EXHIBITS AT THE BIRTHPLACE MUSEUM
The Legacy Room Exhibits
Visitors will have the opportunity to view Susan's life at a glance, through a detailed timeline with historical images.
Take a look at our artifacts collection, complete with authentic period pieces, such as, Dolls, Ribbons, Figurines, Buttons, Kitchenware, Suffrage Memorabilia and Textiles. Items are added to the collection throughout the year, so stop back and take a peek to see what's new.
Ephemera are authentic printed materials or paper items that have endured over time and used as historical documentation.
The Susan B Anthony Birthplace Museum collection includes suffrage postcards, bookmarks, paper napkins, playing cards, brochures, and meeting notices, which provide insight into the issues for which early women advocated.
What was the temperance movement and who was involved? Learn how Susan B. Anthony became interested in Temperance and how it shaped her character and her journey to become the iconic feminist role model.
The first recorded vote against slavery in America was on February 18, 1688 at a Society of Friends meeting in Germantown, PA. With this kind of Quaker influence the Anthony family was firmly set in the belief of equal treatment for all. Learn how Susan B. Anthony became acquainted with and joined individuals such as Sojourner Truth, Frederick Douglass, and William Lloyd Garrison to end slavery - even if it meant postponing securing the right for women to vote.
Learn when the 13th, 14th, and 15th Amendments were enacted. What are their differences? How are they similar? What effect did their passage have on the women's movement and the impact of racism?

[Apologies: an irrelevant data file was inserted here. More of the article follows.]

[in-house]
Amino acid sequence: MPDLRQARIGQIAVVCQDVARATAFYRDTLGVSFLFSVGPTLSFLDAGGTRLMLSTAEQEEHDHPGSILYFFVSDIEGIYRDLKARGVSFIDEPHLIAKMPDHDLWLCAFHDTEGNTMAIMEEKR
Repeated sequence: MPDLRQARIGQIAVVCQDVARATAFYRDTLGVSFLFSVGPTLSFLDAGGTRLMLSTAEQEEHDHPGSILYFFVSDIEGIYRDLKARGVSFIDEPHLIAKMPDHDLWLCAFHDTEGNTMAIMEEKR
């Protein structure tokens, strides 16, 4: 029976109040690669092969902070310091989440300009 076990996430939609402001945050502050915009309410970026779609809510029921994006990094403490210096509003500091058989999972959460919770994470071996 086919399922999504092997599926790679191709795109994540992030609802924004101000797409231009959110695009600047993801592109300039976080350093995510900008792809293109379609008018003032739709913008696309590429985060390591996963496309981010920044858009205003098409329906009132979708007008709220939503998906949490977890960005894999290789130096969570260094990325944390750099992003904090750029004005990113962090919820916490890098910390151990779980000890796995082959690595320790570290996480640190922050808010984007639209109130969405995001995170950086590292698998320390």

OPPOSITION TO RESTELLISM (Opposition to Abortion)
Restellism stems from the infamous mid 19th century abortionist Madame Restell. Her trade was condemned unanimously by early feminists. The exhibit features copies of The Revolution, the newspaper owned and managed by Susan B Anthony, in which 120 letters, articles, and editorials speak out against Restellism and are the basis for the exhibit. Please view a selection of these articles here.
The exhibit also features portraits of the first women doctors who went into the medical profession to counter the negative impression of Restellism, and to support pregnant women.
The Revolution was published in January 1868 through May of 1870. The Birthplace has one of the largest collections in the country of The Revolution. Click here to view a selection of articles published in The Revolution.
The road to suffrage was neither quick nor without sacrifice yet Susan pressed on. The 14th constitutional amendment had bluntly stated that a vote could be cast by a "male", regardless of color. As Susan worked to promote the right of a woman to vote, she led and worked with organizations and beside individuals such as Elizabeth Cady Stanton, Lucy Stone, Harriet Beecher Stowe and Matilda Joselyn Gage - to name a few.
Not all women were content with the idea of women voting. The opposition launched a campaign of "Anti-Suffrage" led often by wealthy women and men but expanded to include all socioeconomic levels. This exhibit features ephemera (paper based artifacts), political pins, ribbons, postcards, and much more.
SBA AMMENDMENT: Winning the Vote
Women were not 'given' the right to vote in 1920. Rather, it was an inalienable right that they made manifest through hard work. While Susan's role as an active pioneer continued to the last month of her life, her colleagues and friends saw the fight to its fruition. The Nineteenth Amendment would be proclaimed on August 26th, 1920.
The exhibit features artifacts from the period following Susan B. Anthony's death, including the names of Massachusetts women who were jailed for the cause.
It was to be forever known as the Susan B. Anthony Amendment.